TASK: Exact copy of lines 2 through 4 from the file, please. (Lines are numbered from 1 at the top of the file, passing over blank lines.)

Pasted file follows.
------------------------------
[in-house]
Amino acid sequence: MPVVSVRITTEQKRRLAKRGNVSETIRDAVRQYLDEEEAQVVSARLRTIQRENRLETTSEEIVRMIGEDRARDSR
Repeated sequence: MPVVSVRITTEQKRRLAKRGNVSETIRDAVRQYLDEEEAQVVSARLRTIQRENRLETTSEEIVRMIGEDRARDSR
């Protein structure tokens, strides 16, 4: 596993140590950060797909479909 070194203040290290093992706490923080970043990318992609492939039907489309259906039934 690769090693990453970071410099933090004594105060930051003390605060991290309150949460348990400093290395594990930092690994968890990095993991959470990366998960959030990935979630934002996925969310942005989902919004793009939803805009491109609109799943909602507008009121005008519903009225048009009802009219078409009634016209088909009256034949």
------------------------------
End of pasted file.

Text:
Amino acid sequence: MPVVSVRITTEQKRRLAKRGNVSETIRDAVRQYLDEEEAQVVSARLRTIQRENRLETTSEEIVRMIGEDRARDSR
Repeated sequence: MPVVSVRITTEQKRRLAKRGNVSETIRDAVRQYLDEEEAQVVSARLRTIQRENRLETTSEEIVRMIGEDRARDSR
């Protein structure tokens, strides 16, 4: 596993140590950060797909479909 070194203040290290093992706490923080970043990318992609492939039907489309259906039934 690769090693990453970071410099933090004594105060930051003390605060991290309150949460348990400093290395594990930092690994968890990095993991959470990366998960959030990935979630934002996925969310942005989902919004793009939803805009491109609109799943909602507008009121005008519903009225048009009802009219078409009634016209088909009256034949």